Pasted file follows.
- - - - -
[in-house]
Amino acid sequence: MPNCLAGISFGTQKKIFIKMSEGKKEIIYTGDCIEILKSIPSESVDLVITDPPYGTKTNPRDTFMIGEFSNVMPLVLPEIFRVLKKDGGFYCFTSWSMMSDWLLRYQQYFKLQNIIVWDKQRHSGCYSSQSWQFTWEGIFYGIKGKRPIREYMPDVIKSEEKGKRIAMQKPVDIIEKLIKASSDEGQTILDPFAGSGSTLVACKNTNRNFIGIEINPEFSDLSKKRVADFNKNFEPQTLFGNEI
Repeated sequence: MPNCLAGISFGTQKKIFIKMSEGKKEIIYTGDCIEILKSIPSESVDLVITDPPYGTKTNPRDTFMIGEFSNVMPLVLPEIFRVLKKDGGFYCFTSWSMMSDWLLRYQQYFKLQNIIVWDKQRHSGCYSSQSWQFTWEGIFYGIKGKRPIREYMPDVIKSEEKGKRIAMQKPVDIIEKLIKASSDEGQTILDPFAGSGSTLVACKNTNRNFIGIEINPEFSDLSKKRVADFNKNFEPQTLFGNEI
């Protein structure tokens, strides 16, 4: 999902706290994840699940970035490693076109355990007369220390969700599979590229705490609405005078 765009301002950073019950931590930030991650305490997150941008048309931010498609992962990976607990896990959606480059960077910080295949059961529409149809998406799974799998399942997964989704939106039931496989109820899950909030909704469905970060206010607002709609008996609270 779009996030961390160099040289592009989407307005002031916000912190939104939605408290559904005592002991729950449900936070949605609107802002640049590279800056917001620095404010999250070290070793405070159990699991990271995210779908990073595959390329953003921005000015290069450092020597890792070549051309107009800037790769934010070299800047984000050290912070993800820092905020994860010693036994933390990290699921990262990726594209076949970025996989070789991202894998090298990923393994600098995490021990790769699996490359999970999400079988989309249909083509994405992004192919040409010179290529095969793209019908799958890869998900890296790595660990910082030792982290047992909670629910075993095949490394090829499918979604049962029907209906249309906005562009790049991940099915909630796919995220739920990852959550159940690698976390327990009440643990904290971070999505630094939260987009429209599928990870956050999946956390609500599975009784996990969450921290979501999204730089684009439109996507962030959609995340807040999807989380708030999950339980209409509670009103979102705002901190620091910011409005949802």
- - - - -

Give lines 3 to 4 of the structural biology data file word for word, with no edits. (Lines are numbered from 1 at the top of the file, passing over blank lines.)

Repeated sequence: MPNCLAGISFGTQKKIFIKMSEGKKEIIYTGDCIEILKSIPSESVDLVITDPPYGTKTNPRDTFMIGEFSNVMPLVLPEIFRVLKKDGGFYCFTSWSMMSDWLLRYQQYFKLQNIIVWDKQRHSGCYSSQSWQFTWEGIFYGIKGKRPIREYMPDVIKSEEKGKRIAMQKPVDIIEKLIKASSDEGQTILDPFAGSGSTLVACKNTNRNFIGIEINPEFSDLSKKRVADFNKNFEPQTLFGNEI
């Protein structure tokens, strides 16, 4: 999902706290994840699940970035490693076109355990007369220390969700599979590229705490609405005078 765009301002950073019950931590930030991650305490997150941008048309931010498609992962990976607990896990959606480059960077910080295949059961529409149809998406799974799998399942997964989704939106039931496989109820899950909030909704469905970060206010607002709609008996609270 779009996030961390160099040289592009989407307005002031916000912190939104939605408290559904005592002991729950449900936070949605609107802002640049590279800056917001620095404010999250070290070793405070159990699991990271995210779908990073595959390329953003921005000015290069450092020597890792070549051309107009800037790769934010070299800047984000050290912070993800820092905020994860010693036994933390990290699921990262990726594209076949970025996989070789991202894998090298990923393994600098995490021990790769699996490359999970999400079988989309249909083509994405992004192919040409010179290529095969793209019908799958890869998900890296790595660990910082030792982290047992909670629910075993095949490394090829499918979604049962029907209906249309906005562009790049991940099915909630796919995220739920990852959550159940690698976390327990009440643990904290971070999505630094939260987009429209599928990870956050999946956390609500599975009784996990969450921290979501999204730089684009439109996507962030959609995340807040999807989380708030999950339980209409509670009103979102705002901190620091910011409005949802």